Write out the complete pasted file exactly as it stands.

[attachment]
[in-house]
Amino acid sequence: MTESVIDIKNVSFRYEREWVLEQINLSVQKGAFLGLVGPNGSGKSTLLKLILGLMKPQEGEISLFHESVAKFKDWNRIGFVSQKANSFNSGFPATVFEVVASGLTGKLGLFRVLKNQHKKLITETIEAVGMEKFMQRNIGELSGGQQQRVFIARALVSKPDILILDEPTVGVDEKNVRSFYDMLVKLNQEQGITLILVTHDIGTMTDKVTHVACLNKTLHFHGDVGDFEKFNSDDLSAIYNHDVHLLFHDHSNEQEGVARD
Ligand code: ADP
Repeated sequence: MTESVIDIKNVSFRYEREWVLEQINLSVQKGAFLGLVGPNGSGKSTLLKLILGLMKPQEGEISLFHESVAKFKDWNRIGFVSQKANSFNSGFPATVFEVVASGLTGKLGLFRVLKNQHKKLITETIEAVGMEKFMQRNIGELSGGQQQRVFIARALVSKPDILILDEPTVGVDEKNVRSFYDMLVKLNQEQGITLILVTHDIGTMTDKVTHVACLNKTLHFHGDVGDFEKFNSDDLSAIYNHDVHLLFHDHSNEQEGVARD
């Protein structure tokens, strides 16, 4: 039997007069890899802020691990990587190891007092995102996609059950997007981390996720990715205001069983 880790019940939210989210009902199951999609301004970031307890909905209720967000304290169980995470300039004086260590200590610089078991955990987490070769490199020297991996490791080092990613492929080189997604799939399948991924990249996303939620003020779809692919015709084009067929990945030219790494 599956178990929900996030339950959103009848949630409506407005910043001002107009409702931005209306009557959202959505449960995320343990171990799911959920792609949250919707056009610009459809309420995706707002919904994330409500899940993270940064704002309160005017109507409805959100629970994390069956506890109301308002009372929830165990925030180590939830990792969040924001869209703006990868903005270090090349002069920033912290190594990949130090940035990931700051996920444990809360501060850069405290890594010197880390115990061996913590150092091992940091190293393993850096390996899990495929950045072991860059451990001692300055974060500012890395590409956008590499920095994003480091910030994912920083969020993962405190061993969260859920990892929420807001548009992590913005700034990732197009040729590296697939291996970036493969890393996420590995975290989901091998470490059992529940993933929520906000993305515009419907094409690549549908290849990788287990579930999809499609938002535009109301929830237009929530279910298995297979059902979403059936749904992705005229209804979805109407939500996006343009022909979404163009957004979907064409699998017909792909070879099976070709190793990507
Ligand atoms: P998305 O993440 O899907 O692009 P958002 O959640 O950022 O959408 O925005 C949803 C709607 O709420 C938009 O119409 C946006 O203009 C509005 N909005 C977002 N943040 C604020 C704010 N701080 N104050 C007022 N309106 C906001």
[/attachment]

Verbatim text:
[in-house]
Amino acid sequence: MTESVIDIKNVSFRYEREWVLEQINLSVQKGAFLGLVGPNGSGKSTLLKLILGLMKPQEGEISLFHESVAKFKDWNRIGFVSQKANSFNSGFPATVFEVVASGLTGKLGLFRVLKNQHKKLITETIEAVGMEKFMQRNIGELSGGQQQRVFIARALVSKPDILILDEPTVGVDEKNVRSFYDMLVKLNQEQGITLILVTHDIGTMTDKVTHVACLNKTLHFHGDVGDFEKFNSDDLSAIYNHDVHLLFHDHSNEQEGVARD
Ligand code: ADP
Repeated sequence: MTESVIDIKNVSFRYEREWVLEQINLSVQKGAFLGLVGPNGSGKSTLLKLILGLMKPQEGEISLFHESVAKFKDWNRIGFVSQKANSFNSGFPATVFEVVASGLTGKLGLFRVLKNQHKKLITETIEAVGMEKFMQRNIGELSGGQQQRVFIARALVSKPDILILDEPTVGVDEKNVRSFYDMLVKLNQEQGITLILVTHDIGTMTDKVTHVACLNKTLHFHGDVGDFEKFNSDDLSAIYNHDVHLLFHDHSNEQEGVARD
């Protein structure tokens, strides 16, 4: 039997007069890899802020691990990587190891007092995102996609059950997007981390996720990715205001069983 880790019940939210989210009902199951999609301004970031307890909905209720967000304290169980995470300039004086260590200590610089078991955990987490070769490199020297991996490791080092990613492929080189997604799939399948991924990249996303939620003020779809692919015709084009067929990945030219790494 599956178990929900996030339950959103009848949630409506407005910043001002107009409702931005209306009557959202959505449960995320343990171990799911959920792609949250919707056009610009459809309420995706707002919904994330409500899940993270940064704002309160005017109507409805959100629970994390069956506890109301308002009372929830165990925030180590939830990792969040924001869209703006990868903005270090090349002069920033912290190594990949130090940035990931700051996920444990809360501060850069405290890594010197880390115990061996913590150092091992940091190293393993850096390996899990495929950045072991860059451990001692300055974060500012890395590409956008590499920095994003480091910030994912920083969020993962405190061993969260859920990892929420807001548009992590913005700034990732197009040729590296697939291996970036493969890393996420590995975290989901091998470490059992529940993933929520906000993305515009419907094409690549549908290849990788287990579930999809499609938002535009109301929830237009929530279910298995297979059902979403059936749904992705005229209804979805109407939500996006343009022909979404163009957004979907064409699998017909792909070879099976070709190793990507
Ligand atoms: P998305 O993440 O899907 O692009 P958002 O959640 O950022 O959408 O925005 C949803 C709607 O709420 C938009 O119409 C946006 O203009 C509005 N909005 C977002 N943040 C604020 C704010 N701080 N104050 C007022 N309106 C906001």